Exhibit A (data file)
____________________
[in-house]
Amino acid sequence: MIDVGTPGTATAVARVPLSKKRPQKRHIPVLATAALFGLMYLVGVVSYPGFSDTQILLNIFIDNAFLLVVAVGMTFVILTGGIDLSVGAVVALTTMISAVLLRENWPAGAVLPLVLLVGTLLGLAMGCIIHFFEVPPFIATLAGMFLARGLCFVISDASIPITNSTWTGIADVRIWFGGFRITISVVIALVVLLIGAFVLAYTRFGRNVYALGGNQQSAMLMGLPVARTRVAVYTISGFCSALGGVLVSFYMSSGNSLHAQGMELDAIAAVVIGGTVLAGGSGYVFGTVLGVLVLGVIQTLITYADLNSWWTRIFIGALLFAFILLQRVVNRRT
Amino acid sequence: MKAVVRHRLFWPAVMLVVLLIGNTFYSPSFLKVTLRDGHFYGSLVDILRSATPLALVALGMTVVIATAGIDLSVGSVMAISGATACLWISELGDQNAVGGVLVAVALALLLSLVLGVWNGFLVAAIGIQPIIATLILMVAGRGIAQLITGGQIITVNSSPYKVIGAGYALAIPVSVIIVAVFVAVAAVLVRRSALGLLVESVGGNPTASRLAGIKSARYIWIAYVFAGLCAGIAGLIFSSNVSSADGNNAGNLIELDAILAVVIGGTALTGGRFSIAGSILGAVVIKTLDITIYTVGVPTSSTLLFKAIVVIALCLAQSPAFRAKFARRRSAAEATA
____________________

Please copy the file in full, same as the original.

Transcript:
[in-house]
Amino acid sequence: MIDVGTPGTATAVARVPLSKKRPQKRHIPVLATAALFGLMYLVGVVSYPGFSDTQILLNIFIDNAFLLVVAVGMTFVILTGGIDLSVGAVVALTTMISAVLLRENWPAGAVLPLVLLVGTLLGLAMGCIIHFFEVPPFIATLAGMFLARGLCFVISDASIPITNSTWTGIADVRIWFGGFRITISVVIALVVLLIGAFVLAYTRFGRNVYALGGNQQSAMLMGLPVARTRVAVYTISGFCSALGGVLVSFYMSSGNSLHAQGMELDAIAAVVIGGTVLAGGSGYVFGTVLGVLVLGVIQTLITYADLNSWWTRIFIGALLFAFILLQRVVNRRT
Amino acid sequence: MKAVVRHRLFWPAVMLVVLLIGNTFYSPSFLKVTLRDGHFYGSLVDILRSATPLALVALGMTVVIATAGIDLSVGSVMAISGATACLWISELGDQNAVGGVLVAVALALLLSLVLGVWNGFLVAAIGIQPIIATLILMVAGRGIAQLITGGQIITVNSSPYKVIGAGYALAIPVSVIIVAVFVAVAAVLVRRSALGLLVESVGGNPTASRLAGIKSARYIWIAYVFAGLCAGIAGLIFSSNVSSADGNNAGNLIELDAILAVVIGGTALTGGRFSIAGSILGAVVIKTLDITIYTVGVPTSSTLLFKAIVVIALCLAQSPAFRAKFARRRSAAEATA